It’s one of the UK’s most high profile advertising campaigns in recent years, always praised by consumers in research, and I understand that the business has grown greatly since it launched. But I’m not sure it’s quite as good as it is thought to be.

I’m not saying it is out and out bad. In fact I can see a lot of good in it: it brought personality to a sector devoid of it, creatively it isn’t just a rip off of either the latest film, music video, or someone else’s advertising from another sector / country, and it is talked about, and the business has grown – although so it should have done, as there had been no significant advertising previously.

So all good so far, but I think advertising that receives as much praise as the meerkats do, needs to do more and I think it is deficient in a number of respects, and becoming increasingly so.

First off, at launch it was name recognition advertising. Necessary at launch, but we are years into the campaign now and not only has it never moved on from that, but it doesn’t even seem to be doing that so well now: it seems to be becoming increasingly self serving. We are now seeing advertising about the advertising rather than advertising about the brand that is paying for the advertising: advertising about meerkat merchandise rather than insurance.

In fact after years of advertising it still hasn’t managed to tell me anything about the product except which category it operates in. And increasingly it doesn’t even seem to be doing that as the brand becomes subsumed by the mnemonic.

The commercial problem with advertising that says nothing about the product and depends entirely on likeability is that it is also entirely dependent on spend and share of voice to keep working. In the dim and distant past as a Brand Manager I worked on a brand that also had some of the most liked advertising of its day but we could it take off air for a year and see almost no decline in any commercial measure because the advertising was rooted in a differentiating product truth. I fear that if the meerkats came off air even for a short period the brand, not just the product, would quickly be forgotten. (I have no idea if there is anything differentiating to say about Compare the Market, which is in itself a shame, but of course we can’t blame the agency for communicating nothing if there is nothing to communicate)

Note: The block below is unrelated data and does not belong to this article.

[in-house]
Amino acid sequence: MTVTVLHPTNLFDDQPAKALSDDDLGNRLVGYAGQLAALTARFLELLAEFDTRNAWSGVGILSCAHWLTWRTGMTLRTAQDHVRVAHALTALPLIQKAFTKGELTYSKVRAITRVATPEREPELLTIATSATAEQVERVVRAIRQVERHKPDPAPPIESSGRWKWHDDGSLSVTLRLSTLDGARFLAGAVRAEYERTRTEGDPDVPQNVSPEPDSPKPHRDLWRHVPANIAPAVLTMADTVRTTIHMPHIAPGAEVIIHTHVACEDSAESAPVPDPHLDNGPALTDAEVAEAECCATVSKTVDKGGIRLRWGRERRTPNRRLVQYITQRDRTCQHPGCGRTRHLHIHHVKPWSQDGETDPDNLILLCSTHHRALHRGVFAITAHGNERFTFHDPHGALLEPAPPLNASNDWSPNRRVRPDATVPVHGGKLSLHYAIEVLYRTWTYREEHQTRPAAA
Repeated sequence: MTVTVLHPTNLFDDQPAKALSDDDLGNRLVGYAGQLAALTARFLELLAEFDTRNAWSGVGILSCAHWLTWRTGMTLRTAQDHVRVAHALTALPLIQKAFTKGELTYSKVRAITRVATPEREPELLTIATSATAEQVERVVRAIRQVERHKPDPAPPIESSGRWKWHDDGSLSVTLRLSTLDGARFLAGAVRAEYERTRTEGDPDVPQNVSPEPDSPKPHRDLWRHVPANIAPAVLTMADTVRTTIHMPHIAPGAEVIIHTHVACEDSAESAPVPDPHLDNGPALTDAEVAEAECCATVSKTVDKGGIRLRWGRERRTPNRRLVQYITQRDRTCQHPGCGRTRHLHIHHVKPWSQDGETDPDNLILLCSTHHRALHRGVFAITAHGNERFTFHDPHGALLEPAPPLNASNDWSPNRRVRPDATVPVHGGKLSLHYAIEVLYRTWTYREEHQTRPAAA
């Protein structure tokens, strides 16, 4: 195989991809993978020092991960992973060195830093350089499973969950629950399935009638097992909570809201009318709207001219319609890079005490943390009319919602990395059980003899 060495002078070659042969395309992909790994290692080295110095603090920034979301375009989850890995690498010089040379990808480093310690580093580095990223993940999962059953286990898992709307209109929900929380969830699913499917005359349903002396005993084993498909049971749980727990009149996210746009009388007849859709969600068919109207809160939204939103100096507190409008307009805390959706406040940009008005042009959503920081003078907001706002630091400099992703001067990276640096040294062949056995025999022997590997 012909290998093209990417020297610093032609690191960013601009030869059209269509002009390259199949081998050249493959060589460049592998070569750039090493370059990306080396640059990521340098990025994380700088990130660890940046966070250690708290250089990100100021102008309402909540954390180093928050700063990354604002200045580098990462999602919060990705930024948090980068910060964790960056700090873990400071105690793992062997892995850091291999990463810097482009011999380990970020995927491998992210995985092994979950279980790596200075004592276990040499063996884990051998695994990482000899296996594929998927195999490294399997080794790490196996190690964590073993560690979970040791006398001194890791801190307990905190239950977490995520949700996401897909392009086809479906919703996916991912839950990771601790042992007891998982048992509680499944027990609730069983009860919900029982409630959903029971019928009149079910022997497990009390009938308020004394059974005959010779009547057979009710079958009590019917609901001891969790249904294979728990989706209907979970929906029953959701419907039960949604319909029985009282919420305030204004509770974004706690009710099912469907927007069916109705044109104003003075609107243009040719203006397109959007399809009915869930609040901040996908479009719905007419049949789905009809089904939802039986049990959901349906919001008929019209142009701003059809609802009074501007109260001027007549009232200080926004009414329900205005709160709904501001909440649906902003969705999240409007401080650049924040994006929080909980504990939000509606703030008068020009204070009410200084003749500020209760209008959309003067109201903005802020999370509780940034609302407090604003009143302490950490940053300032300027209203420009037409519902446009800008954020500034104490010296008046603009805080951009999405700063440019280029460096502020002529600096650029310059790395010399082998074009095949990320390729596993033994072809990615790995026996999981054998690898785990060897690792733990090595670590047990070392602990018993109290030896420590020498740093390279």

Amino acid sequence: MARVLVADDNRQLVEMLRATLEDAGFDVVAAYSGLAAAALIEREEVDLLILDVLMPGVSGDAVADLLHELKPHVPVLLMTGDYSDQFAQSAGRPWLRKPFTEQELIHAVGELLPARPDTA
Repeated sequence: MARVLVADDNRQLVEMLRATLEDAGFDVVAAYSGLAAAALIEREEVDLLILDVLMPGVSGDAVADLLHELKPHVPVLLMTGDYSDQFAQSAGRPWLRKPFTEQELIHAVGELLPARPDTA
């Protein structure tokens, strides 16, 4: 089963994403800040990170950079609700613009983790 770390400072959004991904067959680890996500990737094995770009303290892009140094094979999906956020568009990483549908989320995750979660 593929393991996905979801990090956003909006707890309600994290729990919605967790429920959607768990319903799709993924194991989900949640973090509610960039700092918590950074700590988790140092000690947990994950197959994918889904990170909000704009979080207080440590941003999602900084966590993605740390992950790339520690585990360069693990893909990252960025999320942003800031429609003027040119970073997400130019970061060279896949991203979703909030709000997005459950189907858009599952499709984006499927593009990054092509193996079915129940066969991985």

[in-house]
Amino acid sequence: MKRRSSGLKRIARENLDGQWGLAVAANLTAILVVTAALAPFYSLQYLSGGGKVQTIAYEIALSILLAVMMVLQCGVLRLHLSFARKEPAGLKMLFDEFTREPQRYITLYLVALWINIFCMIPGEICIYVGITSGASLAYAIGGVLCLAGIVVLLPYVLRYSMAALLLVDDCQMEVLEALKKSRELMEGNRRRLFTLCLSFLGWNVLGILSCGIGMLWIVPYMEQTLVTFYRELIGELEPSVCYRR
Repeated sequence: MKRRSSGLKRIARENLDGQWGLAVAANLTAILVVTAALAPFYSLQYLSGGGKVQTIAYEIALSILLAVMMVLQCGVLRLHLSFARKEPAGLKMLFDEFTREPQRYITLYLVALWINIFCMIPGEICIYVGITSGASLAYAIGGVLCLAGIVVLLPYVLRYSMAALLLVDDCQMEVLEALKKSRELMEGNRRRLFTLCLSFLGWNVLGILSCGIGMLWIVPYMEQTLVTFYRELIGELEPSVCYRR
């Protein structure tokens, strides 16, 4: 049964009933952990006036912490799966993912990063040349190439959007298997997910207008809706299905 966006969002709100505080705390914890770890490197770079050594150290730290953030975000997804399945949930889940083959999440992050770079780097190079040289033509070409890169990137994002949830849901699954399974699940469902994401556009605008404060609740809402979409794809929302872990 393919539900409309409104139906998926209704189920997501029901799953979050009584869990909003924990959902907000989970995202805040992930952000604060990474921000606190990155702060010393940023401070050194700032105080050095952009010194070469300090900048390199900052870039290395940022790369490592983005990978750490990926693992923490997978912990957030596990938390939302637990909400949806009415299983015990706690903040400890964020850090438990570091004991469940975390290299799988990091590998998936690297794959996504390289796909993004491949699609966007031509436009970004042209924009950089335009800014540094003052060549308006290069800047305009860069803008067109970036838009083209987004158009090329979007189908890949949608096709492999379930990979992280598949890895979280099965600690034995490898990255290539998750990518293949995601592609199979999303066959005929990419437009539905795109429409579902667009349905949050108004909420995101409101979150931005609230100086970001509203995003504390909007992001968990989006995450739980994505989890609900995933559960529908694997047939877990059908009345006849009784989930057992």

So I am not saying the meerkats are bad advertising: VCCP are a very good agency and I’m sure most creatives would love to have the meerkats on their reel, but I’m not sure it is quite as good as it is said to be.

But I don’t want to be too sour grapes about it: I’d much rather watch the meerkats than some depressing slice of life, problem / solution advertising with a CGI product demo slapped in the middle that achieved the desultory distinction of ‘High, High, High’ in a Link test.